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S&P 500 Breaks Even After 14 Years, 11 Months

Written by Gary North on February 18, 2015

The suckers who did not sell the S&P 500 on March 24, 2000 broke even yesterday: February 17. It closed at 2100.

On March 24, 2000, the S&P 500 peaked in terms of purchasing power. It closed at 1527.

Go to the inflation calculator of the Bureau of Labor Statistics.  It is here. Type in 1527 in the box. Set it at 2000. Then click Calculate. You get this: 2099.23.  Let’s forget the .23. Let’s call it 2099.

But of course, if someone sold his position yesterday, he will pay capital gains tax on 573 points of this increase. These are nominal gains. You pay capital gains taxes on nominal gains.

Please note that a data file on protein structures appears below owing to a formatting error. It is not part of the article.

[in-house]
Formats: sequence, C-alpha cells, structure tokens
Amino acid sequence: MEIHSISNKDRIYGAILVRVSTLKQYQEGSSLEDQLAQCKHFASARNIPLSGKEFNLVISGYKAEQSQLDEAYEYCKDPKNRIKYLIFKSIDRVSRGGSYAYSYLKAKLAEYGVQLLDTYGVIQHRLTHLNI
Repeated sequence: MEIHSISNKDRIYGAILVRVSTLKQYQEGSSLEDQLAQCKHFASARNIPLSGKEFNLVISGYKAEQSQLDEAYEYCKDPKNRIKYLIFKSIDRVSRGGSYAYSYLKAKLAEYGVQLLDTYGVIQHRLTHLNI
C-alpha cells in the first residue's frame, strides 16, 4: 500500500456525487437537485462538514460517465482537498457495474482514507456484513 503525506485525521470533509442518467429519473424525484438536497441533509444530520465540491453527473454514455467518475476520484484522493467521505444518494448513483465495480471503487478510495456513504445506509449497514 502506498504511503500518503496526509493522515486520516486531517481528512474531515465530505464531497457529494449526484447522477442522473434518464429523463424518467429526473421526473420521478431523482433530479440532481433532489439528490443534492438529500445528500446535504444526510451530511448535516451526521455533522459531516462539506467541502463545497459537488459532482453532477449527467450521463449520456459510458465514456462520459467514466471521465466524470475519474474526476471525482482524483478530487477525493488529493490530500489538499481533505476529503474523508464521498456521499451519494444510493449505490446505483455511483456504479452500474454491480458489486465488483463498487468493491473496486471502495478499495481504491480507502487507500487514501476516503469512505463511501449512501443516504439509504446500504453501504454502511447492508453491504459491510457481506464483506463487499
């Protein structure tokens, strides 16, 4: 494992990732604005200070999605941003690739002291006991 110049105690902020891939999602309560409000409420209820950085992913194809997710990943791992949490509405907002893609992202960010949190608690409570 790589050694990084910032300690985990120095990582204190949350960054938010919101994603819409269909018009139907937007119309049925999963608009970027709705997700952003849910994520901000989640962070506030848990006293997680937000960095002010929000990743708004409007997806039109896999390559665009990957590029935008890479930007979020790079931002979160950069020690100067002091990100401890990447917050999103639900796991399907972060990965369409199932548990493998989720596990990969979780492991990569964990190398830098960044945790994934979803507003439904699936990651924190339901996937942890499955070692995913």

So, the S&P 500 has a lot more to go for the suckers to break even after taxes.

They thought they were going to get rich. They thought the stock market would rise, just as it had ever since August 13, 1982. It didn’t. It gave up the ghost.

They watched CNBC. They read the financial press. What have they got to show for it after 15 years? Losses after taxes.

Yes, there were dividends. These may have paid for fund expenses. If there were any, they were taxed at ordinary rates. Better to have bought income tax-free municipal bonds.

The suckers never learn. “Buy and hold a no-load fund of the S&P 500.” Or buy and hold an ETF of the S&P 500.

Do you think there will be at least one recession over the next 15 years? Maybe two? Count on it.

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